Thyme Leaf

Health Benefits
In alternative medicine, thyme can be taken by mouth, applied to the skin, gargled, or inhaled for health purposes. The plant contains compounds like thymol (a plant-based phenol specific to thyme) that is known to control or neutralize certain bacterial, viral, fungal, and parasitic infections.

Thyme is touted as a natural treatment for an almost encyclopedic array of unrelated health conditions, including:

Bad breath
Cold sores
Difficulty urinating
Ear infections
Hair loss
Liver dysfunction
Menstrual cramps
Oral thrush
Premenstrual syndrome
Sore throat
Urinary tract infection
Whooping cough

Thyme is also believed to stimulate appetite, curb inflammation, boost immune function, and repel insects. Some of these claims are better supported by research than others.

As with many herbal remedies, the evidence supporting thyme's medicinal effects is weak. However, there are certain conditions for which thyme or thyme oil shows definite promise.

Thyme is believed by practitioners of aromatherapy to exert anxiolytic (anxiety-reducing) effects, a property supported by a 2014 study in the Journal of Acute Disease. According to the research, mice provided an oral dose of thymol at 20 milligrams per kilogram (mg/kg) exhibited far less stress when undergoing an elevated maze test than mice that weren't.

Whether the same can occur by inhaling the thyme oil has yet to be established. Further human research is needed.

Atopic Dermatitis
According to a 2018 study in International Immunopharmacology, the application of thymol to the skin of people with atopic dermatitis has a direct physiological response. In addition to inhibiting inflammatory compounds known as cytokines, thymol helps shrink the swollen dermal and epidermal skin layers characteristic of dermatitis.

In addition, thymol was able to prevent secondary infections caused by the bacteria Staphyloccocus aureus. This all-too-common complication occurs when swollen tissues allow S. aureus to move from the surface of the skin and establish reservoirs beneath the skin.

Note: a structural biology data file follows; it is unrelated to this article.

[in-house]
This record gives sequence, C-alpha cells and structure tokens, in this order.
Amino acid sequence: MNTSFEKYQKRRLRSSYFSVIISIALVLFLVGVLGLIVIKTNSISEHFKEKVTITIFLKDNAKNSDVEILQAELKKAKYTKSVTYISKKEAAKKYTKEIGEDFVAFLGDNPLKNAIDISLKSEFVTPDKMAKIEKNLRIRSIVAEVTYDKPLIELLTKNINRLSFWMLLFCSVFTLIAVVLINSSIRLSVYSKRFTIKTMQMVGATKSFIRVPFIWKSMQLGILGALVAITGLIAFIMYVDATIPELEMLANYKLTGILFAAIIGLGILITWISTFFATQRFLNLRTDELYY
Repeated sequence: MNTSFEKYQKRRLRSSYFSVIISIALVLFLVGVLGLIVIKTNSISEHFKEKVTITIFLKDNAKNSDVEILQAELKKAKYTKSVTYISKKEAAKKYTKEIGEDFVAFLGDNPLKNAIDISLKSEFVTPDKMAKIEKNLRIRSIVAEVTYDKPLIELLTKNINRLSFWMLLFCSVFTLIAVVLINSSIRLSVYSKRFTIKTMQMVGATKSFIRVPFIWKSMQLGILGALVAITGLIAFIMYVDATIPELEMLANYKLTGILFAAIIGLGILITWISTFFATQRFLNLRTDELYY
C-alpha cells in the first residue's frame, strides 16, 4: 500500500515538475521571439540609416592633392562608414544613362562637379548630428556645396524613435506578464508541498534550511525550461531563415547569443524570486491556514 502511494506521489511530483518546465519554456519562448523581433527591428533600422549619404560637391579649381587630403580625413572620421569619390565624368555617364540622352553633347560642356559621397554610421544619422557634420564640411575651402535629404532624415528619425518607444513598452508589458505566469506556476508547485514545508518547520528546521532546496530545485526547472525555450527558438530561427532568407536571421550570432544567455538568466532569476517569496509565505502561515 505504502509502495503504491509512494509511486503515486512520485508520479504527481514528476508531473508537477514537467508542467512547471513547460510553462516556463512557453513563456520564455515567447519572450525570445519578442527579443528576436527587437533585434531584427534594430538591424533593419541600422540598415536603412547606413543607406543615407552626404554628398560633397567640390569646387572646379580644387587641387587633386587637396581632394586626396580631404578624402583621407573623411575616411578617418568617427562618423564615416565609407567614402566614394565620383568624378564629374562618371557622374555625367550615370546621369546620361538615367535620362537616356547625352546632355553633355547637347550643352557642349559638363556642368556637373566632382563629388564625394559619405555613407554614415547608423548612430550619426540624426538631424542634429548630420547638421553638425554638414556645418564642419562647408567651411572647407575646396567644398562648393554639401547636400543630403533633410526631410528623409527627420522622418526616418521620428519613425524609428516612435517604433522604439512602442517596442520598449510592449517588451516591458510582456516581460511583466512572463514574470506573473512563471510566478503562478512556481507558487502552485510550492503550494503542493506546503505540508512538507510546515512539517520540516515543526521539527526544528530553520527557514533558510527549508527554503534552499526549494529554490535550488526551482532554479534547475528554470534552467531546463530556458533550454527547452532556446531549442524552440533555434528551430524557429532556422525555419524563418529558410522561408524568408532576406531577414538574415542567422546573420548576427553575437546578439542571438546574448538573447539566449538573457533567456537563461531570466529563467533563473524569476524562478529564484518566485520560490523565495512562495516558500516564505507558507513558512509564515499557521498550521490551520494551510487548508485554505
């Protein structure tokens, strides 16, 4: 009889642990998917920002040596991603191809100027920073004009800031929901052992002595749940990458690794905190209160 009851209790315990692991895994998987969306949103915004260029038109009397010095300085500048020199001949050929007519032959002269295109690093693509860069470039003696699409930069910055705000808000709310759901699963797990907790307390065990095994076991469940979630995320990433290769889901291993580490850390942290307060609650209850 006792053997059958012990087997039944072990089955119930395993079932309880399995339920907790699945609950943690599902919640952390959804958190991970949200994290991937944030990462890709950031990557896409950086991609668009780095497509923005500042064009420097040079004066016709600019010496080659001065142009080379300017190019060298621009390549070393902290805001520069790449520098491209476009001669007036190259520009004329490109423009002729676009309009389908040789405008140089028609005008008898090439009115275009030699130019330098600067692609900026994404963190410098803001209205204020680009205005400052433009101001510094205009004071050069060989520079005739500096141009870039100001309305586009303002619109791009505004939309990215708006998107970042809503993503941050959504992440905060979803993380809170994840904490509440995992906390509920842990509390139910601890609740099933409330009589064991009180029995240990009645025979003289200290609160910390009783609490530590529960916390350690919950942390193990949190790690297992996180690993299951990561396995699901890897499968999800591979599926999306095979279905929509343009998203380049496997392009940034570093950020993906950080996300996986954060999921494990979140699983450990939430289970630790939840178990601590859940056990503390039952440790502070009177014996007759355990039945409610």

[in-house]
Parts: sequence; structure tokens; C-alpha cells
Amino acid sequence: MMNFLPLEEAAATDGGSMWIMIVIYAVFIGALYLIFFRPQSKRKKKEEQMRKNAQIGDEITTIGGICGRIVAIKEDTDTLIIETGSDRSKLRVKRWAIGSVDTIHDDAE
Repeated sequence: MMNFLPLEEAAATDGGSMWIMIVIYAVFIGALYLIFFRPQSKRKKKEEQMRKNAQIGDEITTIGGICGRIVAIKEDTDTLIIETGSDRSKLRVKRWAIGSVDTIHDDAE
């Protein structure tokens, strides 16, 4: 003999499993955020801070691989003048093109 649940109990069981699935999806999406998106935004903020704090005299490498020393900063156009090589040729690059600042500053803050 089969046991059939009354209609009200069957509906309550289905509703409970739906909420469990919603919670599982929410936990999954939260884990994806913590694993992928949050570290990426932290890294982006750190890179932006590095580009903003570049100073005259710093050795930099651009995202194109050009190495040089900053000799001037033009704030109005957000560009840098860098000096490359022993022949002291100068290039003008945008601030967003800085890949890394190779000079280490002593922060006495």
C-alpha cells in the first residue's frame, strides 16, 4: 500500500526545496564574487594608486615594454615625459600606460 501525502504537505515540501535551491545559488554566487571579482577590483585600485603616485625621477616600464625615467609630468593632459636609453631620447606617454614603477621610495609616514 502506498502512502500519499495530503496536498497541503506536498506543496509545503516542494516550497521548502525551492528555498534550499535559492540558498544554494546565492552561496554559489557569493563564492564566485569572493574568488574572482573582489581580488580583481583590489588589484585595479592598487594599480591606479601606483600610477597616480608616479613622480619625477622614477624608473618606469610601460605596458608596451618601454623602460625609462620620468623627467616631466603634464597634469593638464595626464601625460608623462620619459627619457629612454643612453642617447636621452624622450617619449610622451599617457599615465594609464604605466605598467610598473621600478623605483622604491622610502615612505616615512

According to the researchers, thymol's anti-inflammatory and antibacterial effects may have a place in the management of chronic atopic dermatitis.

Thyme has long been used as a home remedy for cough, bronchitis, and other respiratory conditions. It is sometimes taken orally to treat a chest infection or inhaled to open airways. There is some clinical evidence of these effects.

According to a 2013 study in the European Respiratory Journal, thymol acts on receptors on the tongue, mouth, throat, and nasal passages in a way that may suppress coughs.

The study involved 18 volunteers, each of whom was exposed to cough stimuli. After using a thymol nasal spray, they underwent several tests to evaluate the urge to cough, the number of coughs experienced, and the threshold by which coughs occurred.

While the nasal spray had no effect on the cough threshold (the point where coughs occur in response to stimuli), it significantly reduced the number and severity of coughs as well as the overall urge to cough. The users reported that the spray had a pleasant cooling effect.

Intestinal Infections
Thymol has been shown in test tubes to neutralize certain enteric bacterium associated with intestinal disease.

In a 2017 study in Scientific Reports, chickens inoculated with the disease-causing bacteria Clostridium perfringens were fed a blend of essential oils containing 25% thymol and 25% carvacrol (another potent phenol found in thyme). After 21 days, the birds treated had far less evidence of the bacteria in their intestines than the untreated birds. These had fewer lesions and C. perfringens-related deaths.

Further research is needed to determine whether the same effect might occur in humans with other types of Clostridium bacteria.

Menstrual Cramps
Thyme has long been touted for its analgesic (pain-relieving) and antispasmodic (spasm-relieving) properties. The evidence supporting these claims is often mixed, but there have been some promising findings.

In a study published in the Journal of Research in Medical Sciences in 2012, researchers gave 120 female college students either thyme supplements or ibuprofen to treat menstrual cramps. After two months of treatment (four times daily for the thyme supplements and three times daily for ibuprofen), both groups of women reported similar levels of the relief.

This suggests that thyme may be a viable alternative to ibuprofen with far fewer side effects.

Oral Thrush
Thyme oil mixed with water has long been used as a remedy for bad breath and the prevention of gingivitis and gum disease. There is also evidence that it may treat oral thrush, a common infection caused by the fungi Candida albicans.

According to a 2015 study in BMC Complementary and Alternative Medicine, thymol was able to suppress the growth of C. albicans and other Candida strains in the test tube. The researchers believe that thymol inhibited the production of ergosterol, a cholesterol-like substance needed to foster fungal growth. When used in combination with the antifungal drug nystatin, thymol was able to eradicate 87.4% of all Candida strains.

Thymol (derived from thyme by alcohol extraction) is widely used as an active ingredient in many commercial brands of mouthwash, including Listerine.